Personal Perspectives

World Heritage Goes Marine

Coral Head Near Pearl and Hermes Atoll, Hawaii
A rainbow of tropical fish hovers over a coral head near the Pearl and Hermes Atoll, part of the Papahānaumokuākea World Heritage Site. (Louiz Rocha)

Last week, the United Nations’ World Heritage Convention went blue. Two of the largest and healthiest marine protected areas on our planet—the Phoenix Islands Protected Area in Kiribati and Papahānaumokuākea Marine National Monument in Hawaii—have now gained World Heritage status. Together, they more than doubled the marine area protected under the World Heritage Convention—now 1.6 million square kilometers (more than 617,000 square miles) or about 0.5 percent of the world’s ocean surface.

The Phoenix Islands Protected Area conserves one of the world’s largest intact coral archipelago ecosystems, 14 known seamounts, and other deep-sea habitats. The area is teeming with wildlife, including roughly 200 coral species, 500 fish species, 18 marine mammals, and 44 bird species. It serves as a migration route and reservoir of marine life and reminds us how these stunning ecosystems look and function in a pristine state.

Papahānaumokuākea is equally exceptional. Roughly 250 kilometers (155 miles) northwest of the main Hawaiian archipelago, this isolated chain of low-lying islands and atolls is made up of open ocean and deepwater habitats, with notable features such as seamounts and submerged banks, extensive coral reefs and lagoons. The area has deep cosmological and traditional significance for Native Hawaiian culture, as an ancestral environment, and as an embodiment of the Hawaiian concept of kinship between people and the natural world. The site is also home to the endangered Hawaiian monk seal, the graceful spinner dolphin, and hundreds of other species.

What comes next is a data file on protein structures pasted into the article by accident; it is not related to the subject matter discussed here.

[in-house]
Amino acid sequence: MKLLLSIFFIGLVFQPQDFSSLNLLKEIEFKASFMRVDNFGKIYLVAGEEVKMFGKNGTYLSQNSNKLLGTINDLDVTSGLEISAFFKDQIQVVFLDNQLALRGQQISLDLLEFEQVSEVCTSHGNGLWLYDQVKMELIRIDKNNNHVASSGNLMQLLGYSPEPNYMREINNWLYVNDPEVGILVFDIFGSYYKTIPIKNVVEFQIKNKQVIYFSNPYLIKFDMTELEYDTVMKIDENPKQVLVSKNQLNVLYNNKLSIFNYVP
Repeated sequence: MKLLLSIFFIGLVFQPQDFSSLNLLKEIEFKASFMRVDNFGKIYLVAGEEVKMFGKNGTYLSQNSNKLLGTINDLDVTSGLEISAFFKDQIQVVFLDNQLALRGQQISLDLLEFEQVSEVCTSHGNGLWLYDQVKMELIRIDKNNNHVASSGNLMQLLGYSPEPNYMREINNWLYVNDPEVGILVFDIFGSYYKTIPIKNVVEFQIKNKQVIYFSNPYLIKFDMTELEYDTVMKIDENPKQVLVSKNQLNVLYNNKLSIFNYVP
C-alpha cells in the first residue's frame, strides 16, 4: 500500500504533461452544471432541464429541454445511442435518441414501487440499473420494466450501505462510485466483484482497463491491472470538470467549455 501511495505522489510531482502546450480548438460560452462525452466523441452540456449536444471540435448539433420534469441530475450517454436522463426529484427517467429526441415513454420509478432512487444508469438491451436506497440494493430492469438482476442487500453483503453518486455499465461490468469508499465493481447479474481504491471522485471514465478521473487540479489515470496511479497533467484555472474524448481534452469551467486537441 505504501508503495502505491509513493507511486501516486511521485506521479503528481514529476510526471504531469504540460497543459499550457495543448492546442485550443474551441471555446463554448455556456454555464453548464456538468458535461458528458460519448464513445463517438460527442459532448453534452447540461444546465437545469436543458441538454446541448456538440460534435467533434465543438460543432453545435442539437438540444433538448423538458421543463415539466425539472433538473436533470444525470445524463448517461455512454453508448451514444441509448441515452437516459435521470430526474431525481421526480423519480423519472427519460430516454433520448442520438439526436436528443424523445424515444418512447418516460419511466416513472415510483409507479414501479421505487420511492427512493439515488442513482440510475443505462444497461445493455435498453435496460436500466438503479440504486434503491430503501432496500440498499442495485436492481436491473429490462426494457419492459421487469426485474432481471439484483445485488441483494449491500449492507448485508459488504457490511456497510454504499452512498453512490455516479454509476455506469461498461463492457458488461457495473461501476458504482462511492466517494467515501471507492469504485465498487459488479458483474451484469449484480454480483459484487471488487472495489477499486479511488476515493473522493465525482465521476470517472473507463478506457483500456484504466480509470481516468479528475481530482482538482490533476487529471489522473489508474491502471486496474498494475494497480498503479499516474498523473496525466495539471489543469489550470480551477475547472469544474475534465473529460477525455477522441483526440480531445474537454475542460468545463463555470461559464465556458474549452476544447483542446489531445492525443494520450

Both sites join an already prestigious list of 43 marine ecosystems and biodiversity treasures that make up Marine World Heritage. Places like the Galapagos Islands—a melting pot of unusual marine life—and the Wadden Sea, which annually serves as a staging post for more than 10 million birds, providing them with enough food to complete their long journeys to the south. Among the most abundant are the Black-headed Gull, Lesser Black-backed Gull, and Herring Gull.

Recognition of marine World Heritage only began in 1981 with the inscription of Australia’s Great Barrier Reef Marine Park to the World Heritage List. The two new sites mark an important milestone in the World Heritage Marine Programme’s mission to protect the highest quality and most iconic natural and cultural sites for future generations. Although the ocean covers more than 70 percent of Earth’s surface, terrestrial and cultural heritage long remained the focus of the Convention, leaving the opportunities for the ocean largely untouched. But this year’s World Heritage Committee meeting—held in Brazil from July 25 to August 2—clearly marked the start of a new era.

Inscription on the World Heritage List is only the beginning, however. Much work remains to be done to safeguard the “Crown Jewels of our Ocean.” Identifying other sites from under-represented geographic regions and ecosystems and, most importantly, improving the management of marine World Heritage sites already listed are key priorities. Sadly, multiple stressors threaten their conservation and challenge the core values we all treasure so much. While some sites are very well managed, others lack the capacity and are on the brink of serious degradation. We must strengthen the community of Marine World Heritage site managers because, together, they can truly make a world of difference!

Editor’s Note: Fanny Douvere is the Coordinator of UNESCO’s World Heritage Marine Programme—our newest Ocean Portal Collaborator.

View an Ocean Portal slideshow of all Marine World Heritage sites.

Explore Marine World Heritage sites through maps, links, video, and more. 

August 2010